Located in the beautiful South Hams, Totnes is a vibrant market town which makes the perfect holiday destination. With a high street of fantastic independent retailers and eateries. At the bottom of the town you’ll find the River Dart which provides a great walking route and it’s also a hot spot for watersports such as kayaking and paddleboarding, at the top of the high street is Totnes Castle a beautiful Norman Castle which overlooks the whole town.  

If you’re looking to learn about the history of this wonderful Anglo-Saxon town, you’ve come to the right place! Read on to find out more.  

The earliest recorded history of Totnes dates back to 907AD when the first castle was built, but it’s thought that it extends much further back than this. According to legend, the Brutus Stone was the first thing Brutus of Troy stood on when he discovered Britain, proclaiming “Here I stand and here I rest, and this good town shall be called Totnes”. Whether this story is fact or fiction, we still find it absolutely fascinating! You can still visit the remnants of the stone when walking up Fore Street, next to building number 51.   

Returning to actuality, as mentioned above, Totnes is thought to be founded in 907 when King Edward the Elder fortified the area; chosen because of an ancient path which allowed the crossing of the river at low tide and so the settlement could become a trading point. It also provided safety in the event of a Viking Invasion, but as this threat subsides, the town became a haven for merchants and sometime between 959 – 1100 AD, the town produced coins.  

During the 11th century and the Norman Conquest, William the Conqueror bestowed settlement to Judhael of Totnes who build the motte and bailey castle that stands today, as well as a priory. The castle is currently owned and managed by English Heritage so you can visit the site to imagine was life would have been like hundreds of years ago. It’s a fascinating tourist attraction and an absolute must-visit if you’re in the area, even if just for the panoramic views of the town and across to Dartmoor. After exploring the castle keep and bailey you can walk around the walls to the outer bank which is covered in wildflowers in the spring and relax under the shelter of the trees; the perfect spot for a picnic.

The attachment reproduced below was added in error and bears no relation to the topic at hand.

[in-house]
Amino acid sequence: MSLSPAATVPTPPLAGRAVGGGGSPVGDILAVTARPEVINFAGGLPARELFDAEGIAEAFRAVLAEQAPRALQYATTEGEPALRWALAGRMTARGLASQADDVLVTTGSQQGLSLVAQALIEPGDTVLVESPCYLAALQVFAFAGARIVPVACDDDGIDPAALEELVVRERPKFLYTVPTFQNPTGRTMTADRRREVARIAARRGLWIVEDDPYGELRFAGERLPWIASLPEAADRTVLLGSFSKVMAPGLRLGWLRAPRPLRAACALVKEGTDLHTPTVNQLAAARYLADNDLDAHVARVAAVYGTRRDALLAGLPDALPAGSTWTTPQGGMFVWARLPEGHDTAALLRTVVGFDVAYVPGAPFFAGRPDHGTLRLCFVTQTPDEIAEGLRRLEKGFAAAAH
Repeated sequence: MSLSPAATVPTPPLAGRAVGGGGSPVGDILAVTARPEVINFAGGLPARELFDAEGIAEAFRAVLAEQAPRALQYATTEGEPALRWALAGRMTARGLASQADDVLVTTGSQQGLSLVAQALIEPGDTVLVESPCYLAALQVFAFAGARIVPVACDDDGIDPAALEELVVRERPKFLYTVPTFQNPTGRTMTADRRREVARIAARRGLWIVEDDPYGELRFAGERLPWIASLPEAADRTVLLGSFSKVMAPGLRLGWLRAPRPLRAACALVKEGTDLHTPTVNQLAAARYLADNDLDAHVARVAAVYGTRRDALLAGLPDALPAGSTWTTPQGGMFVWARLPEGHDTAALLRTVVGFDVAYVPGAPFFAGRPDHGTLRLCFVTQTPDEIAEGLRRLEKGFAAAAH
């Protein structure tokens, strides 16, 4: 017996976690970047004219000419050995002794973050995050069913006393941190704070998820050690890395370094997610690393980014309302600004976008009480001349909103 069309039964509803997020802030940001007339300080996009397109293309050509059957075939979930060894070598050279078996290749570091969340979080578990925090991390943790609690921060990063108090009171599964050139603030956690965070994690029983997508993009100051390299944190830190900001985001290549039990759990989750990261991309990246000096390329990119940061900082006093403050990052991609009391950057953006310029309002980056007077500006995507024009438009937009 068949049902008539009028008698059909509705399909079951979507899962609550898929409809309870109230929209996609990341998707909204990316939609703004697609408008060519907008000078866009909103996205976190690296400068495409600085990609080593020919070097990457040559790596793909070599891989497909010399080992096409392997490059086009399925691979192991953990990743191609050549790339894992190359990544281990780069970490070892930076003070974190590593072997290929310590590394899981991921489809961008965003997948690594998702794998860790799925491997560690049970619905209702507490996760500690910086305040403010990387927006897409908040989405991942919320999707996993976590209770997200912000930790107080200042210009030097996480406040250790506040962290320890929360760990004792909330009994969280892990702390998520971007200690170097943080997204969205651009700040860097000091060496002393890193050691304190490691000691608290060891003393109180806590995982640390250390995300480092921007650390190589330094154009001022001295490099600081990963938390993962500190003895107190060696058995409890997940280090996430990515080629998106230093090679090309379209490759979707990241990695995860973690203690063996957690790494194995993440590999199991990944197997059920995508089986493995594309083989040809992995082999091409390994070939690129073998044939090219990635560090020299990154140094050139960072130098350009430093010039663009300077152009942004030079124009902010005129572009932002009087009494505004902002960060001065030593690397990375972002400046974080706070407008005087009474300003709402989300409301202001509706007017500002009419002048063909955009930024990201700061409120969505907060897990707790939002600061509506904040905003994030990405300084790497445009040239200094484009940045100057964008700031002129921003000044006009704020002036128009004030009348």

Judhael didn’t retain his land for long as he rebelled against William the Conqueror. Because of this the town would have fallen in decline if it weren’t for the townspeople who elected their own officials and worked hard to develop their cloth trade. By 1206 the town had prospered so much that King John granted it a royal charter; the second town in Britain to receive this honour. This meant the town was free to make its own laws and was able to set up their own guild and thus the ‘Gydallia of Tottas’, was built.  

During the 13th and 14th century, major remodelling was done on Totnes Castle, including the circle stone keep at the top of the mound and just outside the castle is a stone arch which is all that remains of the medieval North Gate into the town.  

By the 15th century the castle was owned by the Duke of Somerset and St Mary’s Church was rebuilt, likely to the third church on its site. Totnes soon became the second richest town in Devon, and was a leader in the cloth trade. As tin mining had become increasingly popular in Devon, Totnes was also an important exporter of this particular mineral. During this century, Berry Pomeroy Castle was also built. It’s owned by English Heritage too and sits on the outskirts of Totnes.